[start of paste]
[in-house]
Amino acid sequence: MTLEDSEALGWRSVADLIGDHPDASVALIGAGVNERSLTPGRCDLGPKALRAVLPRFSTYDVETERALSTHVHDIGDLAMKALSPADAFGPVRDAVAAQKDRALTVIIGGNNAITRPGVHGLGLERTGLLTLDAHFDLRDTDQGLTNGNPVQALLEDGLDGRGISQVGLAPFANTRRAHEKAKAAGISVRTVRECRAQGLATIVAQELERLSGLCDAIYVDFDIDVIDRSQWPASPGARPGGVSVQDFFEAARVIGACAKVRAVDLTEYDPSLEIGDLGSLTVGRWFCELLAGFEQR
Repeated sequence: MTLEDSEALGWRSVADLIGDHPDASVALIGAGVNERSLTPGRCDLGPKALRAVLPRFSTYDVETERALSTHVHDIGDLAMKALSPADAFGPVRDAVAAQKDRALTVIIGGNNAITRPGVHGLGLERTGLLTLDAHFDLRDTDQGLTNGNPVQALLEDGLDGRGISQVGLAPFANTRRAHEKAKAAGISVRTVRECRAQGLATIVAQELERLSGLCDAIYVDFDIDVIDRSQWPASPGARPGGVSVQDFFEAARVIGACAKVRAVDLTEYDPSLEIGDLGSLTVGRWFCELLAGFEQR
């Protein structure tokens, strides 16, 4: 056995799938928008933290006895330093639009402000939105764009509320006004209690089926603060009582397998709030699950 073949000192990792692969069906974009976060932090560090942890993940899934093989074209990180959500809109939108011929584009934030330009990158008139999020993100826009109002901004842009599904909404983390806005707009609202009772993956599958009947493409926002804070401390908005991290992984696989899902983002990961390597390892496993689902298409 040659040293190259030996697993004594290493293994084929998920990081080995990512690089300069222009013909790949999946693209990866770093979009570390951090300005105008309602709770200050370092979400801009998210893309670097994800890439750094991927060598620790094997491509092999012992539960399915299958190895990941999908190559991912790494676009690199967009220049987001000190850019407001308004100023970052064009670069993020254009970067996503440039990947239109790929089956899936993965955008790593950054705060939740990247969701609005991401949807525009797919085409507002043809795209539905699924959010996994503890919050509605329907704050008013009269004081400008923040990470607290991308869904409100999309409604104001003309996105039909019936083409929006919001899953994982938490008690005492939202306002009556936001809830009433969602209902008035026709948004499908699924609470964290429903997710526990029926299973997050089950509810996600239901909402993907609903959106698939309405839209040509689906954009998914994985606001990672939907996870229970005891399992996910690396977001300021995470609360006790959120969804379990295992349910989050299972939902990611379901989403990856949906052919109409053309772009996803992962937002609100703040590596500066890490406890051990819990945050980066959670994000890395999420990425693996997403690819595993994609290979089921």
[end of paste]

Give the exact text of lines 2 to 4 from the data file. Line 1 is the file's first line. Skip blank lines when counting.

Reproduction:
Amino acid sequence: MTLEDSEALGWRSVADLIGDHPDASVALIGAGVNERSLTPGRCDLGPKALRAVLPRFSTYDVETERALSTHVHDIGDLAMKALSPADAFGPVRDAVAAQKDRALTVIIGGNNAITRPGVHGLGLERTGLLTLDAHFDLRDTDQGLTNGNPVQALLEDGLDGRGISQVGLAPFANTRRAHEKAKAAGISVRTVRECRAQGLATIVAQELERLSGLCDAIYVDFDIDVIDRSQWPASPGARPGGVSVQDFFEAARVIGACAKVRAVDLTEYDPSLEIGDLGSLTVGRWFCELLAGFEQR
Repeated sequence: MTLEDSEALGWRSVADLIGDHPDASVALIGAGVNERSLTPGRCDLGPKALRAVLPRFSTYDVETERALSTHVHDIGDLAMKALSPADAFGPVRDAVAAQKDRALTVIIGGNNAITRPGVHGLGLERTGLLTLDAHFDLRDTDQGLTNGNPVQALLEDGLDGRGISQVGLAPFANTRRAHEKAKAAGISVRTVRECRAQGLATIVAQELERLSGLCDAIYVDFDIDVIDRSQWPASPGARPGGVSVQDFFEAARVIGACAKVRAVDLTEYDPSLEIGDLGSLTVGRWFCELLAGFEQR
């Protein structure tokens, strides 16, 4: 056995799938928008933290006895330093639009402000939105764009509320006004209690089926603060009582397998709030699950 073949000192990792692969069906974009976060932090560090942890993940899934093989074209990180959500809109939108011929584009934030330009990158008139999020993100826009109002901004842009599904909404983390806005707009609202009772993956599958009947493409926002804070401390908005991290992984696989899902983002990961390597390892496993689902298409 040659040293190259030996697993004594290493293994084929998920990081080995990512690089300069222009013909790949999946693209990866770093979009570390951090300005105008309602709770200050370092979400801009998210893309670097994800890439750094991927060598620790094997491509092999012992539960399915299958190895990941999908190559991912790494676009690199967009220049987001000190850019407001308004100023970052064009670069993020254009970067996503440039990947239109790929089956899936993965955008790593950054705060939740990247969701609005991401949807525009797919085409507002043809795209539905699924959010996994503890919050509605329907704050008013009269004081400008923040990470607290991308869904409100999309409604104001003309996105039909019936083409929006919001899953994982938490008690005492939202306002009556936001809830009433969602209902008035026709948004499908699924609470964290429903997710526990029926299973997050089950509810996600239901909402993907609903959106698939309405839209040509689906954009998914994985606001990672939907996870229970005891399992996910690396977001300021995470609360006790959120969804379990295992349910989050299972939902990611379901989403990856949906052919109409053309772009996803992962937002609100703040590596500066890490406890051990819990945050980066959670994000890395999420990425693996997403690819595993994609290979089921």